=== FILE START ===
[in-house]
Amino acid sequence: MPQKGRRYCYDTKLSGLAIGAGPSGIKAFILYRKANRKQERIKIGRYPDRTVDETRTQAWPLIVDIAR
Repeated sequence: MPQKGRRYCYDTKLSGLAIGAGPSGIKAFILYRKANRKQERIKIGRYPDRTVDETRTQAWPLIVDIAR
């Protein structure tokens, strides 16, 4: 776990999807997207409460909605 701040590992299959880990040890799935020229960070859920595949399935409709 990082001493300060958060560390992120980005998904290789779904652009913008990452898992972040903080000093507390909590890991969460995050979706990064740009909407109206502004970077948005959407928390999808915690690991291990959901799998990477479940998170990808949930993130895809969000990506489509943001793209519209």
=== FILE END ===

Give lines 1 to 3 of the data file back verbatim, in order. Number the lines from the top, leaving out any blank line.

[in-house]
Amino acid sequence: MPQKGRRYCYDTKLSGLAIGAGPSGIKAFILYRKANRKQERIKIGRYPDRTVDETRTQAWPLIVDIAR
Repeated sequence: MPQKGRRYCYDTKLSGLAIGAGPSGIKAFILYRKANRKQERIKIGRYPDRTVDETRTQAWPLIVDIAR